Hello I Must Be Going
Team Finland treating arrival as triumph. Photo courtesy Clipper Ventures
What a twisted piece of irony that a hard-luck boat finally makes it across the Pacific to re-join its round-the-world race just one day ahead of the start of the next leg, and what in most seasons would be a seabreeze forecast on San Francisco Bay, with dry skies in every direction, instead prompts this prognosis from the National Weather Service in Monterey:
T-STORMS AND SHOWERS LOOK TO BE WIDESPREAD AT LEAST THROUGH SUNSET TUESDAY NIGHT AS THE MAIN CORE OF THE UPPER LOW PASSES OVER THE BAY AREA. SHOWERS STAY IN THE FORECAST THROUGH WEDS DUE TO THE PROXIMITY OF THE UNSEASONABLY COOL UPPER LOW. OTHER WEATHER ITEMS OF NOTE ON TUESDAY WILL BE THE VERY CHILLY DAYTIME HIGHS…MAINLY IN THE 50S WITH
BRISK NW WINDS ALONG THE COAST.
Thus we come to the start of the next leg of the Clipper Round the World, with Team Finland arriving in the wee hours Monday for a turnaround and restart—golly, don’t miss the Cable Cars and Fisherman’s Wharf—at 1800 Tuesday. The start will be on the cityfront, off the Golden Gate Yacht Club: nine matched 68-foot sloops, all built for stout.
Team Finland’s mast broke on the Singapore-Qingdao leg, and the boat departed Qingdao with a new mast two weeks behind the fleet, experiencing a decidedly different Pacific crossing. Rather than the steady march of storms that hit the frontrunners (and took the mast out of California),the hard-luck tailenders encountered headwinds and light winds. To give them time to arrive, the restart from San Francisco was set back, first to April 16, then to the 19th, and now to the 20th. This segment goes to Panama, 3329 miles.
People pay to be trained, then to participate in the Clipper Round the World. The organizers put out incredible levels of support. But you can’t take the adventure out of sailing around the world. Team Finland skipper Rob McInally said, “The Pacific dealt us some nasty cards, but the closer we got to here the better the atmosphere on board and the greater the sense of achievement amongst the crew.”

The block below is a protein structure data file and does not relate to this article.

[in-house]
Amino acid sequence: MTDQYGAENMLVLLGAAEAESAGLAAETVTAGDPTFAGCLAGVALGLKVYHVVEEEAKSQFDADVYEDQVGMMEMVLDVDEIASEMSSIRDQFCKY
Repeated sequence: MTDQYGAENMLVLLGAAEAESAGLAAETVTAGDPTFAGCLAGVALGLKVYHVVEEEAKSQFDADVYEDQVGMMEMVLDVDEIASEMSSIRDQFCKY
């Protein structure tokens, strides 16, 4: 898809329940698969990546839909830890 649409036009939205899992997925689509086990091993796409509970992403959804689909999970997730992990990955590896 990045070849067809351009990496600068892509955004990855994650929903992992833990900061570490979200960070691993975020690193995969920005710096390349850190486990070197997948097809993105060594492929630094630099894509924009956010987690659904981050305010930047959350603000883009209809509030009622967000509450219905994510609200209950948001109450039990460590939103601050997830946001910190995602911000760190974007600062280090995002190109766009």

WHERE HAVE YOU BEEN FOR SIX MONTHS?
Meanwhile, on the other side of the world and most of the way around that world and closing on Australia, Jesse Watson had a visitor, a moth, “the first insect I’ve seen in six months and I got quite excited. It’s pretty amazing to think it’s also been 6 months since I’ve seen another person, but it still feels like just the other day that we sailed out of Sydney.”
The “we” being herself and a boat, Ella’s Pink Lady.
And yes, Jesse is one of those kids on the “youngest circumnavigator” track, and no I don’t approve of that game, but I do admire her steady way forward as she closes on Australia and home. There’s no angst in her read. After the excitement of seeing a bug—
“For most of today there’s been no wind at all. To stop myself from getting frustrated, I turned off the instruments so I couldn’t see how depressingly slow we were going and decided to have a go at replacing the wind generator (which hasn’t been working lately) with the spare. I wasn’t going to bother, because I’ve got enough diesel to keep the batteries topped up, but I was looking for something to keep me busy and I had energy to burn. It took all afternoon, and maneuvering it into place was such a challenge that I hardly noticed the glassy water and the fact that we were hardly moving. The sun even came out for a few hours, so it was well worth the effort.
“I’ve still got to dismantle the old generator for stowing, so I better finish up and get back to work.”